A potential new treatment for a disease that robs people of their sight is being tested in Coquitlam.
Age-related macular degeneration (AMD) is, according to the Canadian National Institute for the Blind, the leading cause of vision loss in Canada. More than 1.4 million Canadians suffer from AMD and the disease’s prevalence among older Canadians will only grow as Canada’s seniors’ population doubles over the next 25 years. There is no known cure.
People with the dry version of AMD are being sought for a clinical trial led by Coquitlam ophthalmologist Kevin Parkinson. The study involves treatment with an investigational medical device that could possibly help patients retain and, in some cases, improve their visual acuity.
The trial will be conducted on behalf of EMC Inc., a Calgary-based company. Participants will be treated with a computerized electrotherapeutic device the company’s engineers have researched, designed and built to treat the symptoms of dry AMD.
The Canadian government’s regulator for medical devices, Health Canada, authorized the trial in July. A regulatory panel, the Western Institutional Review Board, which is based in Washington state, will confirm the trial’s investigators are appropriately qualified and the protocol approved by Health Canada is being implemented correctly. The Coquitlam trial will involve 60 volunteer patients.
Dr. Parkinson is the primary investigator leading the trial. About 30 optometrists in the Metro Vancouver area have been recruited to refer patients with AMD for participation.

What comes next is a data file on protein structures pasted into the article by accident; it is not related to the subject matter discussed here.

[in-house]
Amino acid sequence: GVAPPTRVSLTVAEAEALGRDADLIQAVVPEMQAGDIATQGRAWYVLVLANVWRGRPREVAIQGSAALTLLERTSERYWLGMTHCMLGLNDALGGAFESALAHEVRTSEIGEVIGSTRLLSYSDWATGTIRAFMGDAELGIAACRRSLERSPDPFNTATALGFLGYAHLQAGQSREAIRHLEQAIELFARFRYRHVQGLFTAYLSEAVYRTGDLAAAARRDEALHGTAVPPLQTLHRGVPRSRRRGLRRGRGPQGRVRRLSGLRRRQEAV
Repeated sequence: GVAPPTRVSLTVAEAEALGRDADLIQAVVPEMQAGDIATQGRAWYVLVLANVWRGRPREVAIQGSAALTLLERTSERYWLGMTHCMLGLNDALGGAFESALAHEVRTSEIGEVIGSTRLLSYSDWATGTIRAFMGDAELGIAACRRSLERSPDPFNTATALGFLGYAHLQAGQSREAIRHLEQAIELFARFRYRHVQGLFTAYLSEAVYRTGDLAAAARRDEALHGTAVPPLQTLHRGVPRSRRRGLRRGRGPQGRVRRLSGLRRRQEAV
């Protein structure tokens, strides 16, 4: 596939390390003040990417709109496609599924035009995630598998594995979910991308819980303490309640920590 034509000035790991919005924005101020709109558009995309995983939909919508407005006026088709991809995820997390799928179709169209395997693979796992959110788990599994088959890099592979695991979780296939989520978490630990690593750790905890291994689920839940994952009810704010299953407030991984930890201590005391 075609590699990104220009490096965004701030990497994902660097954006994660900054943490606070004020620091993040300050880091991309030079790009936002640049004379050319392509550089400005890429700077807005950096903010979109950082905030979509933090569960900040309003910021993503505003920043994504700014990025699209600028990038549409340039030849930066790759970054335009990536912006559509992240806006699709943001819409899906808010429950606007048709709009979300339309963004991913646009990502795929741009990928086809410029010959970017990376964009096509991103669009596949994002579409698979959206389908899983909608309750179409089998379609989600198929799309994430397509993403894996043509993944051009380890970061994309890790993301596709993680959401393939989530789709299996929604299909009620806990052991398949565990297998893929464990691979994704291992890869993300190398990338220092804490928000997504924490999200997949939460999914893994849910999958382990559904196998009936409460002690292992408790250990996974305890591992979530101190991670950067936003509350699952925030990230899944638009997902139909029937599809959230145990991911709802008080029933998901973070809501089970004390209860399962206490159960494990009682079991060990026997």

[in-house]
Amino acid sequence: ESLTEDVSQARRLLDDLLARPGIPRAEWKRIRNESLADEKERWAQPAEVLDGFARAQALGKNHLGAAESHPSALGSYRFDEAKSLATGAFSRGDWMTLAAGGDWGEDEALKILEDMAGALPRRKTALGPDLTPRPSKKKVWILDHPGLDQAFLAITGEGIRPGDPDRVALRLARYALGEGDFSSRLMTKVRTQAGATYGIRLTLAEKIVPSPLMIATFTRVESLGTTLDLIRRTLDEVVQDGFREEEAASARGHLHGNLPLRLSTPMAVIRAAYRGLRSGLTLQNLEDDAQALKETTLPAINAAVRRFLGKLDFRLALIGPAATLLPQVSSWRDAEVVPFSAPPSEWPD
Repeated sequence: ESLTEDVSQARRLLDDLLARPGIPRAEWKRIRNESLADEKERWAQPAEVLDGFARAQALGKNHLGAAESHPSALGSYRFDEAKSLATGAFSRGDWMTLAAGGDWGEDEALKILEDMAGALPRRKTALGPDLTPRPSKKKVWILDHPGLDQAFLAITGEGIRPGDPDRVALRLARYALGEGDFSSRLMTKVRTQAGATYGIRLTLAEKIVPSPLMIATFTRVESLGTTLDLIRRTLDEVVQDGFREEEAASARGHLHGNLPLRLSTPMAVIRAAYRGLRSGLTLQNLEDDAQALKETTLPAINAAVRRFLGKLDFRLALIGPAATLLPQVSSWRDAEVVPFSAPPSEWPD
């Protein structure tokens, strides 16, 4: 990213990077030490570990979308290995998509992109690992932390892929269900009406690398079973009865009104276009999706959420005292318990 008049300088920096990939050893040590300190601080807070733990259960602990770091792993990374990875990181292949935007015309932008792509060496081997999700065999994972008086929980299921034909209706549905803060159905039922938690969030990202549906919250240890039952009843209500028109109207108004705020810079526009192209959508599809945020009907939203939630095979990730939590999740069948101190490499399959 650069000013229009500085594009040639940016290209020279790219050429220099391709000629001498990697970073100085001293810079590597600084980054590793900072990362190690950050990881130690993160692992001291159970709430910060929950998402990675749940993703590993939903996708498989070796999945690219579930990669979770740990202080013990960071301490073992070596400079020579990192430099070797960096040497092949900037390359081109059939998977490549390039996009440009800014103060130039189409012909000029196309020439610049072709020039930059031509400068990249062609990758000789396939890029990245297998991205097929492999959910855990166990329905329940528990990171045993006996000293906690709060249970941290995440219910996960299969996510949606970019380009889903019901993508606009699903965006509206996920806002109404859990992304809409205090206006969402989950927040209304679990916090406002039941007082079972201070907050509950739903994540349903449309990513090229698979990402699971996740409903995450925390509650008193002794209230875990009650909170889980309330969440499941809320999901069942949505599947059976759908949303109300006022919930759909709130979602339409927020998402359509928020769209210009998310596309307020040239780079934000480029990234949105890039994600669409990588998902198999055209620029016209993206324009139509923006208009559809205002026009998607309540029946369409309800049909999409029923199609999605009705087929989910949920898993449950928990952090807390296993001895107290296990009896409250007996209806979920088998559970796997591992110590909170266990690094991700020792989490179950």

The treatment is not intrusive. It requires no drugs as part of its regime. Instead, it employs EMC’s own patented micro-current therapy. The idea is as old as electricity but is comparable to a modern-day TENS device. It’s both cutting-edge in design and technology, lightweight for ease of use and patient comfort, and simple to operate in the hands of trained personnel.
“The goal of the Coquitlam research study is to enroll a sufficient number of subjects to see how safe and effective the investigational device is with people who have dry AMD,” said Brent Saik, EMC’s optometry consultant. “We want to evaluate the device’s ability to improve participants’ eyesight.” Each treatment session lasts approximately 30 minutes.
AMD causes damage to the macula, the central part of the retina responsible for seeing details. It limits the sufferer’s ability to drive a vehicle, recognize faces, read, sew or do fine work. Virtually all AMD begins in the dry form; the Canadian Ophthalmological Society says nine of 10 Canadians who have AMD suffer from the dry version.
Another of the trial’s objectives is to confirm EMC’s “mechanism of action theory”: that is, treatment with the EMC device improves permeability of the blood vessel membranes and cells, and allows better oxygen and nutrition delivery to the cells. In other words, pulsed micro-current electrotherapy can “re-awaken” hibernating cells that impair vision.
The likelihood of an individual developing AMD is largely determined by genetic predisposition, ethnicity and health. Caucasians, and those whose parents, grandparents or siblings have had AMD, are at a substantially increased risk of developing the disease. Many studies have asserted that those with a history of smoking are also particularly susceptible.
Participation in the trial is limited so EMC is asking that inquiries be limited to those whose vision is between 20/50 and 20/200. Participants can live anywhere, but must be willing to travel regularly to Coquitlam. There is no cost to the participant, who will be provided with a detailed consent form. Those wanting more information are asked to call 604-685-3937 or email firstname.lastname@example.org.